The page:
Hyderabad: University of Hyderabad lecture examines Indian music culture
The Sarojini Naidu School of Arts and Communication, University of Hyderabad (UoH) organised a lecture on "Technology, Creation, Performance and Experience: Perspectives from Indian Music Culture" by Gregory D. Booth recently at the Department of Fine Arts
Hyderabad: The Sarojini Naidu School of Arts and Communication, University of Hyderabad (UoH) organised a lecture on "Technology, Creation, Performance and Experience: Perspectives from Indian Music Culture" by Gregory D. Booth recently at the Department of Fine Arts.
Professor Gregory teaches ethnomusicology at the University of Auckland and has been engaged in the study of Indian music culture for more than 35 years. He is the author of two books: Making Music in Mumbai's Film Studios (2008) and Brass Baja: Stories from the World of Indian Wedding Bands (2005). He is currently studying India's music and culture industries, focusing on a wide range of factors including intellectual property, technology, industrial structure and the music-film relationship.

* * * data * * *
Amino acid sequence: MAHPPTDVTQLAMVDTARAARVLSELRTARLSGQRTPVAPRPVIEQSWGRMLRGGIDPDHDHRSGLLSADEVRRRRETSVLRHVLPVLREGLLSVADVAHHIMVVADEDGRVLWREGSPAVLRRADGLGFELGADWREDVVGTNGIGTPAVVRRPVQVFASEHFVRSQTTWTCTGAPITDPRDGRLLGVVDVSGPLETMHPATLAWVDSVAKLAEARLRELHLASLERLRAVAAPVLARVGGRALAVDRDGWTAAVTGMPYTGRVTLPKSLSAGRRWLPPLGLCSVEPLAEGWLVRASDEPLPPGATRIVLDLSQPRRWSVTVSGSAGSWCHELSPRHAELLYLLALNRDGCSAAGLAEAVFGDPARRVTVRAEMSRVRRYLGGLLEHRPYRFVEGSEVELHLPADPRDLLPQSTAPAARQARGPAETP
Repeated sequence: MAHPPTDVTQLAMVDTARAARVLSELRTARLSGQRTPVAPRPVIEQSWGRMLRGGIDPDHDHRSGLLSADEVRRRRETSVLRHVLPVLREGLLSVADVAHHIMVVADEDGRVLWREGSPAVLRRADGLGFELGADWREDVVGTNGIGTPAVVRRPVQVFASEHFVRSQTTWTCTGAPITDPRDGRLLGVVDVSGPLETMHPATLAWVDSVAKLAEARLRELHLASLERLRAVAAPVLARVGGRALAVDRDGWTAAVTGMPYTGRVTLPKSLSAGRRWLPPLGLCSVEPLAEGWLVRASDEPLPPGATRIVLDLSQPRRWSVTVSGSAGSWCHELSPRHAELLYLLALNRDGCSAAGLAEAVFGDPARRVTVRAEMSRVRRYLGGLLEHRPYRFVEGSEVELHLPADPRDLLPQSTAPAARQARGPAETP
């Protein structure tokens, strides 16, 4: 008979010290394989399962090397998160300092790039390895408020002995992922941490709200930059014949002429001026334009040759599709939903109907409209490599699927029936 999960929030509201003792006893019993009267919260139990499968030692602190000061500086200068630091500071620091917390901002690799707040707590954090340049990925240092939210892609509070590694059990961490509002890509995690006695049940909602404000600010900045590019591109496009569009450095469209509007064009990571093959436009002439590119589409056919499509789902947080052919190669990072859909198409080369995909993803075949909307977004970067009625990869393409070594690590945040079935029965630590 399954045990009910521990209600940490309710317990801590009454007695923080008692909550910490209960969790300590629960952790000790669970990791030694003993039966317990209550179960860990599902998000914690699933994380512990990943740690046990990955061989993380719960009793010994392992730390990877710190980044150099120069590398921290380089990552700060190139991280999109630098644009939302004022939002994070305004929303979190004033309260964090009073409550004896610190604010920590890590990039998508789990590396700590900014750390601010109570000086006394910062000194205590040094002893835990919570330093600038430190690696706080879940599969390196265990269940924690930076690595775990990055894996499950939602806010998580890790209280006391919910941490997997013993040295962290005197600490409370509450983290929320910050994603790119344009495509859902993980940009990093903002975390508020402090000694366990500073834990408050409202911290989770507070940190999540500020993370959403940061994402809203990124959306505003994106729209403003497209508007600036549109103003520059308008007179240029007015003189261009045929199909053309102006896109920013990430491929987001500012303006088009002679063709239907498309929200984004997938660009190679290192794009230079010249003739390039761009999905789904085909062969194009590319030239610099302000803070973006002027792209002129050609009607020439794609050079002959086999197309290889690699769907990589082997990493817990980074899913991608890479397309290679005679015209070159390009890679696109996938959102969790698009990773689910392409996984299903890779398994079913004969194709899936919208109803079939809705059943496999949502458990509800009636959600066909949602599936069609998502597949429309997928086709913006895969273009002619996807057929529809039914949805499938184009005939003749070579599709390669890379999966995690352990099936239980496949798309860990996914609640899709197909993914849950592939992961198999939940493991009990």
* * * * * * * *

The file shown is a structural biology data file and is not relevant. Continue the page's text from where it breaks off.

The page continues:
Highlighting the landmarks in the history of Indian music industry, Prof Booth said, "In India, HMV was undoubtedly the biggest record company in all the formats of vinyl, but later it was taken over by RGP group. Besides, Polydor Records became a popular music label in 1946 and especially after Bollywood evergreens like Sholay. Then, in the early 80s came Trishul Series (or T-Series) by Gulshan Kumar. T-Series entered into film production in 2001 with the film Tum Bin, and the first original film soundtrack released by it was for film Lallu Ram in 1984, with music scored by Ravindra Jain."
Talking about technology and music, Prof Booth said, "Technology has definitely made things easier. Today, you sit with your computers, collect and listen to various samples and generate ideas and put everything together as one. But 50 years back, the composition of music was different. Physical realities of making music without using technology required more efforts."
He added, "Technology offers both a means of control and a means of opposition. Control of technology sometimes leads to attempts to control the construction or representation of culture. With the advent of technology, we are losing control of knowledge and creativity as well." The lecture concluded with an interactive session by the students and the professors of SN School of Arts & Communication.